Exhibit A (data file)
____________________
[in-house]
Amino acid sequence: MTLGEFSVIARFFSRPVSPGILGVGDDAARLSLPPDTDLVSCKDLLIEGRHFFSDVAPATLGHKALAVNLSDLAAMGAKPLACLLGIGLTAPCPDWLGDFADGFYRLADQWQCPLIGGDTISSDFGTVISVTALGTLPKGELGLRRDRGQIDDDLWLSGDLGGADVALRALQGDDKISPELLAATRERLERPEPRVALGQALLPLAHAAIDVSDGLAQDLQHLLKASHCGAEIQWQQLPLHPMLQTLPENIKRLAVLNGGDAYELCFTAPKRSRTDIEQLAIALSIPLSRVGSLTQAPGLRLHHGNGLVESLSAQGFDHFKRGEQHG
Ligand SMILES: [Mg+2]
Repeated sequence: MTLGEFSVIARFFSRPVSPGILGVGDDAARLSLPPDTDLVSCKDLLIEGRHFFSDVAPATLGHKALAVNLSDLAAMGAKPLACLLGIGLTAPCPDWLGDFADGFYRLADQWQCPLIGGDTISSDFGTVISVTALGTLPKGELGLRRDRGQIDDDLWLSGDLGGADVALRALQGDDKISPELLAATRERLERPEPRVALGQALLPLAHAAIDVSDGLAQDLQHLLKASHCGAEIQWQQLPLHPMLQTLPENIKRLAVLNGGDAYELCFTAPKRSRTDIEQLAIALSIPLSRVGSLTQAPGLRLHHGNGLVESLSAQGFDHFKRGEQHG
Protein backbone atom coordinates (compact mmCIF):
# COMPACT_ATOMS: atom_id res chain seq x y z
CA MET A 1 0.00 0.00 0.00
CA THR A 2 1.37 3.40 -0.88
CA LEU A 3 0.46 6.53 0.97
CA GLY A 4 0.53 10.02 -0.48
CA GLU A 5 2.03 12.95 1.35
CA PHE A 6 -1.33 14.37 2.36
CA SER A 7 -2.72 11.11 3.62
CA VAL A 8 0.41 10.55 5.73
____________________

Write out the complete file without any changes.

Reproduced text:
[in-house]
Amino acid sequence: MTLGEFSVIARFFSRPVSPGILGVGDDAARLSLPPDTDLVSCKDLLIEGRHFFSDVAPATLGHKALAVNLSDLAAMGAKPLACLLGIGLTAPCPDWLGDFADGFYRLADQWQCPLIGGDTISSDFGTVISVTALGTLPKGELGLRRDRGQIDDDLWLSGDLGGADVALRALQGDDKISPELLAATRERLERPEPRVALGQALLPLAHAAIDVSDGLAQDLQHLLKASHCGAEIQWQQLPLHPMLQTLPENIKRLAVLNGGDAYELCFTAPKRSRTDIEQLAIALSIPLSRVGSLTQAPGLRLHHGNGLVESLSAQGFDHFKRGEQHG
Ligand SMILES: [Mg+2]
Repeated sequence: MTLGEFSVIARFFSRPVSPGILGVGDDAARLSLPPDTDLVSCKDLLIEGRHFFSDVAPATLGHKALAVNLSDLAAMGAKPLACLLGIGLTAPCPDWLGDFADGFYRLADQWQCPLIGGDTISSDFGTVISVTALGTLPKGELGLRRDRGQIDDDLWLSGDLGGADVALRALQGDDKISPELLAATRERLERPEPRVALGQALLPLAHAAIDVSDGLAQDLQHLLKASHCGAEIQWQQLPLHPMLQTLPENIKRLAVLNGGDAYELCFTAPKRSRTDIEQLAIALSIPLSRVGSLTQAPGLRLHHGNGLVESLSAQGFDHFKRGEQHG
Protein backbone atom coordinates (compact mmCIF):
# COMPACT_ATOMS: atom_id res chain seq x y z
CA MET A 1 0.00 0.00 0.00
CA THR A 2 1.37 3.40 -0.88
CA LEU A 3 0.46 6.53 0.97
CA GLY A 4 0.53 10.02 -0.48
CA GLU A 5 2.03 12.95 1.35
CA PHE A 6 -1.33 14.37 2.36
CA SER A 7 -2.72 11.11 3.62
CA VAL A 8 0.41 10.55 5.73